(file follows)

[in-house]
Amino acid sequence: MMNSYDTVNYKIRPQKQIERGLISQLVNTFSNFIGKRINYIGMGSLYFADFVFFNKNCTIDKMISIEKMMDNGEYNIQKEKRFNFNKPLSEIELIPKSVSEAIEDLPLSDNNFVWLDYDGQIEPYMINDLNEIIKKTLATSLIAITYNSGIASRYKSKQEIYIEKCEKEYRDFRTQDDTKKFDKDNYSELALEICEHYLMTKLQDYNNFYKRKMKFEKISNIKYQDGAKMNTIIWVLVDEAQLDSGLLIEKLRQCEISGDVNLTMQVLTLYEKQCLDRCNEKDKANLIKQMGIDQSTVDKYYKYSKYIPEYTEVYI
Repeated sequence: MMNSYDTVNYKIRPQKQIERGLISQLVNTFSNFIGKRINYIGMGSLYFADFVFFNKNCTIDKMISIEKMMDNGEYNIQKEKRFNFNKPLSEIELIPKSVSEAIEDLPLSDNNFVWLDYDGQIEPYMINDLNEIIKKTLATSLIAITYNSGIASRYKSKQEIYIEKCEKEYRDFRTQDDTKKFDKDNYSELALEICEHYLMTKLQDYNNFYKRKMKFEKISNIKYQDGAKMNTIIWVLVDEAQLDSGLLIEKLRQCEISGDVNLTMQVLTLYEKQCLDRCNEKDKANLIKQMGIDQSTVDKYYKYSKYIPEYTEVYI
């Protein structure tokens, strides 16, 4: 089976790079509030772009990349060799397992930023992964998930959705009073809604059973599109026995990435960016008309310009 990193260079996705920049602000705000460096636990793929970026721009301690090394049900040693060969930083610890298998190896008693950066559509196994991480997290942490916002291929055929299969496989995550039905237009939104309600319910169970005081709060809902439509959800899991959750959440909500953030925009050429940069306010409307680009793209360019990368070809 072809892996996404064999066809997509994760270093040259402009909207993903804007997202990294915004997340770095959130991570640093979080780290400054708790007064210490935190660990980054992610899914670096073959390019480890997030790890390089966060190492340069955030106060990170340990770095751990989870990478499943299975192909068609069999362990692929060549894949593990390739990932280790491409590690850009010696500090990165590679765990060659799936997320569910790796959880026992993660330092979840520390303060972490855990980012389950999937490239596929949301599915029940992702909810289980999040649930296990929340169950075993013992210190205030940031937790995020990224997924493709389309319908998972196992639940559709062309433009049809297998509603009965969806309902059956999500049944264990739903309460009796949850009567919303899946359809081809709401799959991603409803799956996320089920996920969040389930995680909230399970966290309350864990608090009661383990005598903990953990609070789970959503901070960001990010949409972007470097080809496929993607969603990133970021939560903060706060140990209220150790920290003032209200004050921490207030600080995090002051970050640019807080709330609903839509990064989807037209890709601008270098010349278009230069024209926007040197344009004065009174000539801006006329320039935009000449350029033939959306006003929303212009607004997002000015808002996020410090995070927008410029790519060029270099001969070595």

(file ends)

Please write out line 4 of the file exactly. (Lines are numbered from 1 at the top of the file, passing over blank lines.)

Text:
């Protein structure tokens, strides 16, 4: 089976790079509030772009990349060799397992930023992964998930959705009073809604059973599109026995990435960016008309310009 990193260079996705920049602000705000460096636990793929970026721009301690090394049900040693060969930083610890298998190896008693950066559509196994991480997290942490916002291929055929299969496989995550039905237009939104309600319910169970005081709060809902439509959800899991959750959440909500953030925009050429940069306010409307680009793209360019990368070809 072809892996996404064999066809997509994760270093040259402009909207993903804007997202990294915004997340770095959130991570640093979080780290400054708790007064210490935190660990980054992610899914670096073959390019480890997030790890390089966060190492340069955030106060990170340990770095751990989870990478499943299975192909068609069999362990692929060549894949593990390739990932280790491409590690850009010696500090990165590679765990060659799936997320569910790796959880026992993660330092979840520390303060972490855990980012389950999937490239596929949301599915029940992702909810289980999040649930296990929340169950075993013992210190205030940031937790995020990224997924493709389309319908998972196992639940559709062309433009049809297998509603009965969806309902059956999500049944264990739903309460009796949850009567919303899946359809081809709401799959991603409803799956996320089920996920969040389930995680909230399970966290309350864990608090009661383990005598903990953990609070789970959503901070960001990010949409972007470097080809496929993607969603990133970021939560903060706060140990209220150790920290003032209200004050921490207030600080995090002051970050640019807080709330609903839509990064989807037209890709601008270098010349278009230069024209926007040197344009004065009174000539801006006329320039935009000449350029033939959306006003929303212009607004997002000015808002996020410090995070927008410029790519060029270099001969070595």